Listen folks, our kids do not come with handbooks, for the attached ones or otherwise, so you are in for the ride of your life. Buckle up. It’s bumpy out here in parentland.
When you come to the edge of all that you know, jump. And, I don’t mean over the cliff. I mean jump into the kind of parenting that is not what you were raised with; the kind that scares you; the kind that has to face the fact that you are not, never have been, and never will be in control of your children.
Your child is on a path s/he is trying to figure out, too. Your parenting job is to help him find a middle ground: the path between cannon-balling into the deep end without a life preserver and diving head-long into the shallow end. Neither of those hardwired paths is a good choice for your attachment challenged, traumatized child. The middle way is the only way with hope for a better life. If you are having trouble figuring out what the middle way is, let me help. It’s for your child to have enough time to learn how to swim.
So, what is that scary, non-controlling, love-based form of parenting that can support your child into the middle way of a productive life? It’s called non-traditional, therapeutic parenting that relies on relationship over compliance, and love over fear.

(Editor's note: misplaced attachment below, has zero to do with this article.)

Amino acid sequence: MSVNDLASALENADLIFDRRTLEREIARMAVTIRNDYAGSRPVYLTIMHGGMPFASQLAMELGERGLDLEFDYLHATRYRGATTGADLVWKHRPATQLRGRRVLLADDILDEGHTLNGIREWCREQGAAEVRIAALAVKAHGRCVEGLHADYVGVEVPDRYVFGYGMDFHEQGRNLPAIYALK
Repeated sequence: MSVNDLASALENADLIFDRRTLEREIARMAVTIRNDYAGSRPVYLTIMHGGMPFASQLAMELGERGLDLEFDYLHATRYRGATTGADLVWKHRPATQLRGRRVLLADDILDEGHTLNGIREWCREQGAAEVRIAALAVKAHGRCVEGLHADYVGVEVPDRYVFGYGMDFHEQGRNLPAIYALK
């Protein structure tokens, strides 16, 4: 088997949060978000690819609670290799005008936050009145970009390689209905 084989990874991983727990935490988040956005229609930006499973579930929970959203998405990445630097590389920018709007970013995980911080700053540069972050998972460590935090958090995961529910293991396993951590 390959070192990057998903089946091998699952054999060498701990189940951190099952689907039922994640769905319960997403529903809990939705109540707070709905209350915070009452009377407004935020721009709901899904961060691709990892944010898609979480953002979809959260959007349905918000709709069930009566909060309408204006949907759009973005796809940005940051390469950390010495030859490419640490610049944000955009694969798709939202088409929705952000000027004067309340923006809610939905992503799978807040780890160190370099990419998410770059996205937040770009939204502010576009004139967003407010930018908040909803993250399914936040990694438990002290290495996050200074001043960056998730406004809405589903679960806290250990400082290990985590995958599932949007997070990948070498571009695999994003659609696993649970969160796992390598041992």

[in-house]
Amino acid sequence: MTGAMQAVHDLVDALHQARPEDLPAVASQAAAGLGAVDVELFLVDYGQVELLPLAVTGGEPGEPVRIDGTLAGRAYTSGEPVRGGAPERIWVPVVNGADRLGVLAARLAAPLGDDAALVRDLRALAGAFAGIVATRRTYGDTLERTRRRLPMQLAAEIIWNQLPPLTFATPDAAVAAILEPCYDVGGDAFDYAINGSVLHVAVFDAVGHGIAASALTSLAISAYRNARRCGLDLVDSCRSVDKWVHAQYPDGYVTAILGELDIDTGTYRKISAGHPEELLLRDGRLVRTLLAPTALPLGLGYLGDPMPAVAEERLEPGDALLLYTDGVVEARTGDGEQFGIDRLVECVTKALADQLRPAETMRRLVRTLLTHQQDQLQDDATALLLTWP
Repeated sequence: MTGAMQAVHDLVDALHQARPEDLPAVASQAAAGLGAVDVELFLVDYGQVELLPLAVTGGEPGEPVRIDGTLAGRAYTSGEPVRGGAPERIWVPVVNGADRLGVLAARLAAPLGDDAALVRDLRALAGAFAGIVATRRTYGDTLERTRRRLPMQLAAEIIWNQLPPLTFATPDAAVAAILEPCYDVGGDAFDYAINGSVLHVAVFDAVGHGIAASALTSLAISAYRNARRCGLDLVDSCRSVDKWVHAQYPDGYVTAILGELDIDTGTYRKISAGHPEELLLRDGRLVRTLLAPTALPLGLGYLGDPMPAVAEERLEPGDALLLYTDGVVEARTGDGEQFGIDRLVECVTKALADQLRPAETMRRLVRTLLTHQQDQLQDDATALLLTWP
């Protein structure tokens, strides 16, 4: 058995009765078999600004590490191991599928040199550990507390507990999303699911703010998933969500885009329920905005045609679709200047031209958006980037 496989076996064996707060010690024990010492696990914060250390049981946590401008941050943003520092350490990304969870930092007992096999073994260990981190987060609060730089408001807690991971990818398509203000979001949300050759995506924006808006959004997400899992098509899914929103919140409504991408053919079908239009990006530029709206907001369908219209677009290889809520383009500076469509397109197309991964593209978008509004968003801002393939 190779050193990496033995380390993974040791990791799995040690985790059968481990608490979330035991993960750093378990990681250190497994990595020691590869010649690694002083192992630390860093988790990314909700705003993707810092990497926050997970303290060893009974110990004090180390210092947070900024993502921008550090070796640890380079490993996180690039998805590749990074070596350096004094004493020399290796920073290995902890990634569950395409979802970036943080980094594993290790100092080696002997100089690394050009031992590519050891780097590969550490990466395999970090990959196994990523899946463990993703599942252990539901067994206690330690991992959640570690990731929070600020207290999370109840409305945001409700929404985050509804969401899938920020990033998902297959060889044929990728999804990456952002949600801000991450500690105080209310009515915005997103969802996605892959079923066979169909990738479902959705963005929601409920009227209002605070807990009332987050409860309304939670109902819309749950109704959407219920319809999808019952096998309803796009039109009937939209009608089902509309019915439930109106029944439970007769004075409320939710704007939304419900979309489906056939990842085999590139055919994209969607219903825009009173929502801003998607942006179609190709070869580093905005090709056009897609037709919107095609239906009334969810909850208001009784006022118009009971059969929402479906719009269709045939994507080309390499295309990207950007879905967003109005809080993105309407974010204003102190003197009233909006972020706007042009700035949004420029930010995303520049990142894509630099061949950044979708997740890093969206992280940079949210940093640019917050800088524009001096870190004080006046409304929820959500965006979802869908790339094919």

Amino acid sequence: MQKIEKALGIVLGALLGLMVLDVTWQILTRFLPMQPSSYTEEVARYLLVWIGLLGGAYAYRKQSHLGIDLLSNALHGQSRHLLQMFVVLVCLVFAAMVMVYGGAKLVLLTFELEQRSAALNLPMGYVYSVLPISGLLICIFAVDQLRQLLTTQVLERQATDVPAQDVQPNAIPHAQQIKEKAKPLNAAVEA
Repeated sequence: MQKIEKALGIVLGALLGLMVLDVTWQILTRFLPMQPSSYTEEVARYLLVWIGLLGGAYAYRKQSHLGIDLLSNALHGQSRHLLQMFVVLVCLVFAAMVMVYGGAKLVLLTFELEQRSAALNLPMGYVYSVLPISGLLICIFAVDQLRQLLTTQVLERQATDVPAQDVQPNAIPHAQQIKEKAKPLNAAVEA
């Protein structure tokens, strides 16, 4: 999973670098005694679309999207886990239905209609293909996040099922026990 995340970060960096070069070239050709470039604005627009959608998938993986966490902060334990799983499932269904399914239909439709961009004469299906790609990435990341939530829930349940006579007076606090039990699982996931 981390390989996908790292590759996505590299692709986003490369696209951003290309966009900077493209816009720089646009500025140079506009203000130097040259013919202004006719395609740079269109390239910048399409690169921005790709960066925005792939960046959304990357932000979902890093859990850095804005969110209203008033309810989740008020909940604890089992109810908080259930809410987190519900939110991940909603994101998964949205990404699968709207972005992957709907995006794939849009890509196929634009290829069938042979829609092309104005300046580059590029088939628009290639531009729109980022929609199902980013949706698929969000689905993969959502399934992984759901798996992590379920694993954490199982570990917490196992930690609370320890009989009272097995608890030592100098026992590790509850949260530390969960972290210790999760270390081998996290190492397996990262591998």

Traditional parenting is full of cause and effect, logical consequence interventions that make so much sense to attached people who were raised by biological parents. Therapeutic parenting puts logical parenting with imposing consequences away for another day when your traumatized child has a brain that can make sense of that kind of intervention. Traditional parenting registers one way with attachment challenged children–I am bad and my parents are bad. Therapeutic parenting registers a different way–I am safe and my parents are loving. Which model makes the most sense for a child who came into your life believing at the core that s/he is bad because s/he was abandoned and parents are not to be trusted or even worse, dangerous?
If nothing is working to guide your child toward the middle way, you might check your parenting, then jump into something new, something untried, something less power and control oriented. Are you putting compliance in front of everything else that matters–like love, relationship, safety? If so, you are the one who has the brain power to change, not your challenged child. Doing the same thing over and over expecting a different result is, you know, insanity. If you are feeling more and more insane, try 100% therapeutic parenting. Over time, I promise the middle way will seem more and more possible for your child. Swimming happens.
Ce Eshelman, LMFT
The Attach Place supports The Wounded Warrior Project by providing free neurofeedback to veterans. Feel free to send a soldier our way for an assessment and 20 session course of treatment.
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Read about therapeutic parenting in a number of books. Beyond Consequences by Heather Forbes and Bryan Post is a start. There are many others.